Unity’s Surprising U-Turn: Shift in Runtime Fee Policy

Unity announced that there will be no runtime fee for Unity free users and Unity pro users have an option to choose between the runtime fee or 2.5% revenue share after crossing a revenue threshold of $1M/yr.

This is a welcome move by the community and would have proved beneficial to Unity if done in the first place. You can use our Unity fee calculator to find out how much is the revenue share or the runtime fee if your game is making more than $1M/yr.

Marc Whitten, the leader of Unity Create, which encompasses the Unity engine and editor teams, has issued a public apology to the Unity community and announced significant changes to their recently unveiled Runtime Fee policy. This unexpected move comes in response to mounting backlash from the Unity user base and many users switching to different game engines.

Whitten began his message with a straightforward admission: “I am sorry.” This acknowledgment set the tone for a remarkable announcement aimed at addressing the concerns of Unity’s passionate and extensive user community.

The initial Runtime Fee policy, which had caused unrest among Unity developers, was introduced with the intention of supporting ongoing development and investment in the Unity game engine. However, it ignited a firestorm of criticism due to its perceived impact on indie and smaller-scale game developers.

To mend relations with their community, Unity has made several significant changes to the policy. Notably, the Unity Personal plan will remain free, and the cap for revenue exempt for the paid plan will increase from $100,000 to $200,000. Additionally, the requirement to display the “Made with Unity” splash screen will be removed for Unity Personal plan. For games with less than $1 million in trailing 12-month revenue, there will be no Runtime Fee imposed.

Whitten also addressed Unity Pro and Unity Enterprise users, assuring them that the Runtime Fee policy will only apply starting with the next Long-Term Support (LTS) version of Unity, set to ship in 2024 and beyond. Existing projects and games that are already in circulation will not be subjected to these fees unless creators choose to upgrade them to the new Unity version.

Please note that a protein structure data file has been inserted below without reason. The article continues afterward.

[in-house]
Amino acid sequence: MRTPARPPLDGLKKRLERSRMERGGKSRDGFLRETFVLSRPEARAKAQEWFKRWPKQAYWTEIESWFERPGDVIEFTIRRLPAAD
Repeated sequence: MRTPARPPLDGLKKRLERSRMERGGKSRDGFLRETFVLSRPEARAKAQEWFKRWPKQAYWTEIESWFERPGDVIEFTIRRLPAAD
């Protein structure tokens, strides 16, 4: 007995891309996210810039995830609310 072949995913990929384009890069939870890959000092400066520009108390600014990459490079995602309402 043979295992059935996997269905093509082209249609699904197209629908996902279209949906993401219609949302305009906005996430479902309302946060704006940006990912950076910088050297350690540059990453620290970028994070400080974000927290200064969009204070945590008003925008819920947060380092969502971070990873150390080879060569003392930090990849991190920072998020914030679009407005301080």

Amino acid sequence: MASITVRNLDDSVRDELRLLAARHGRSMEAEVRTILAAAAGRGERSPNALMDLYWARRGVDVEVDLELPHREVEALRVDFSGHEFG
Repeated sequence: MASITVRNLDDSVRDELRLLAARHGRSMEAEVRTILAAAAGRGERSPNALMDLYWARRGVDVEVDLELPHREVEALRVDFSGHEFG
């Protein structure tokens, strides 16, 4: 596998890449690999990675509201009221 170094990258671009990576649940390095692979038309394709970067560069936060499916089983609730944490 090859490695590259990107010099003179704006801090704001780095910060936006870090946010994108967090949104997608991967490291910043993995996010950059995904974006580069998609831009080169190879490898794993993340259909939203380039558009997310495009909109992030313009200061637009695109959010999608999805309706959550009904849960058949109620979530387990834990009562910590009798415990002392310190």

Unity has also introduced flexibility by offering two options: a 2.5% revenue share or a calculated amount based on the number of new players engaging with the game each month. Unity users can select the lesser of the two amounts, making it less of a financial burden.

Whitten extended an invitation to Unity users to join a live fireside chat, where Jason Weimann will answer questions and provide further details about these policy changes.

This is a great move by Unity but many users are still complaining about the breach of trust and are not willing to accept the apology. We will know in time if users are willing to take a chance with Unity or will move on to other engines.

As Unity continues to evolve its business model, the broader tech and gaming industries will be watching closely to see how these changes impact developers and the Unity ecosystem as a whole. The pivot underscores the immense influence and importance of user communities in shaping the policies of tech companies and serves as a reminder of the power of collective voices in the digital age.

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